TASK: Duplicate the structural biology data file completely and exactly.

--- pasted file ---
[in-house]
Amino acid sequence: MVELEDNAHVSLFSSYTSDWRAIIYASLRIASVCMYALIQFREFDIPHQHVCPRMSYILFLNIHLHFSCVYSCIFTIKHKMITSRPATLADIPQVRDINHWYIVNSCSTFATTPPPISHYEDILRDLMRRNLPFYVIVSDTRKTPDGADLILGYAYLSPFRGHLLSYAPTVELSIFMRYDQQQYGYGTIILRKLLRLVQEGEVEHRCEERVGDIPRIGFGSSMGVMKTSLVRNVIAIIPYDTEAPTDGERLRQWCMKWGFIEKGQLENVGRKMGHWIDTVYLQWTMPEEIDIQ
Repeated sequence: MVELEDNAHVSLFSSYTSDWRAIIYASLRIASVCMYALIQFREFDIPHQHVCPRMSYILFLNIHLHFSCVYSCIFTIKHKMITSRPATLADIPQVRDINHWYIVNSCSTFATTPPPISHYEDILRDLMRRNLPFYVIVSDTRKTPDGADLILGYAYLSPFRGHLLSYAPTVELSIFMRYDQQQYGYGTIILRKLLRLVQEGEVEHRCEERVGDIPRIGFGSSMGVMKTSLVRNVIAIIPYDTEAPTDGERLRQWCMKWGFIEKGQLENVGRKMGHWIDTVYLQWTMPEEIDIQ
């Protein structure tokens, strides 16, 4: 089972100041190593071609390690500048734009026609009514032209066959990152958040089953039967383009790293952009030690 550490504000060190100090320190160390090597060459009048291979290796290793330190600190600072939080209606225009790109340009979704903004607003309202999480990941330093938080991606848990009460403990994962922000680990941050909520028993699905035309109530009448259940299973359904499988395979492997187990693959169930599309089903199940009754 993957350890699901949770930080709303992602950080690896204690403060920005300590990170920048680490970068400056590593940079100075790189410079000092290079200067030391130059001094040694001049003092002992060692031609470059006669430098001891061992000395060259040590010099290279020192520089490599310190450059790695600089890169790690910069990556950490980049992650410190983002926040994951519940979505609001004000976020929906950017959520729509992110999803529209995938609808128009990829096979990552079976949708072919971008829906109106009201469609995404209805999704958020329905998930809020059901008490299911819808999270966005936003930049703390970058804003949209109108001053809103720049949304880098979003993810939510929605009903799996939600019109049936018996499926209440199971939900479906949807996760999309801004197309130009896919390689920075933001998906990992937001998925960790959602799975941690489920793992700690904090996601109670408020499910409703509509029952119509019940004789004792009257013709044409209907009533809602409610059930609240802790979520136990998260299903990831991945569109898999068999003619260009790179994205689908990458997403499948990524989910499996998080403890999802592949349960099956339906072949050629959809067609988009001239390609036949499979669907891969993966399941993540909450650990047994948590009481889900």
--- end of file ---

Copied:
[in-house]
Amino acid sequence: MVELEDNAHVSLFSSYTSDWRAIIYASLRIASVCMYALIQFREFDIPHQHVCPRMSYILFLNIHLHFSCVYSCIFTIKHKMITSRPATLADIPQVRDINHWYIVNSCSTFATTPPPISHYEDILRDLMRRNLPFYVIVSDTRKTPDGADLILGYAYLSPFRGHLLSYAPTVELSIFMRYDQQQYGYGTIILRKLLRLVQEGEVEHRCEERVGDIPRIGFGSSMGVMKTSLVRNVIAIIPYDTEAPTDGERLRQWCMKWGFIEKGQLENVGRKMGHWIDTVYLQWTMPEEIDIQ
Repeated sequence: MVELEDNAHVSLFSSYTSDWRAIIYASLRIASVCMYALIQFREFDIPHQHVCPRMSYILFLNIHLHFSCVYSCIFTIKHKMITSRPATLADIPQVRDINHWYIVNSCSTFATTPPPISHYEDILRDLMRRNLPFYVIVSDTRKTPDGADLILGYAYLSPFRGHLLSYAPTVELSIFMRYDQQQYGYGTIILRKLLRLVQEGEVEHRCEERVGDIPRIGFGSSMGVMKTSLVRNVIAIIPYDTEAPTDGERLRQWCMKWGFIEKGQLENVGRKMGHWIDTVYLQWTMPEEIDIQ
């Protein structure tokens, strides 16, 4: 089972100041190593071609390690500048734009026609009514032209066959990152958040089953039967383009790293952009030690 550490504000060190100090320190160390090597060459009048291979290796290793330190600190600072939080209606225009790109340009979704903004607003309202999480990941330093938080991606848990009460403990994962922000680990941050909520028993699905035309109530009448259940299973359904499988395979492997187990693959169930599309089903199940009754 993957350890699901949770930080709303992602950080690896204690403060920005300590990170920048680490970068400056590593940079100075790189410079000092290079200067030391130059001094040694001049003092002992060692031609470059006669430098001891061992000395060259040590010099290279020192520089490599310190450059790695600089890169790690910069990556950490980049992650410190983002926040994951519940979505609001004000976020929906950017959520729509992110999803529209995938609808128009990829096979990552079976949708072919971008829906109106009201469609995404209805999704958020329905998930809020059901008490299911819808999270966005936003930049703390970058804003949209109108001053809103720049949304880098979003993810939510929605009903799996939600019109049936018996499926209440199971939900479906949807996760999309801004197309130009896919390689920075933001998906990992937001998925960790959602799975941690489920793992700690904090996601109670408020499910409703509509029952119509019940004789004792009257013709044409209907009533809602409610059930609240802790979520136990998260299903990831991945569109898999068999003619260009790179994205689908990458997403499948990524989910499996998080403890999802592949349960099956339906072949050629959809067609988009001239390609036949499979669907891969993966399941993540909450650990047994948590009481889900």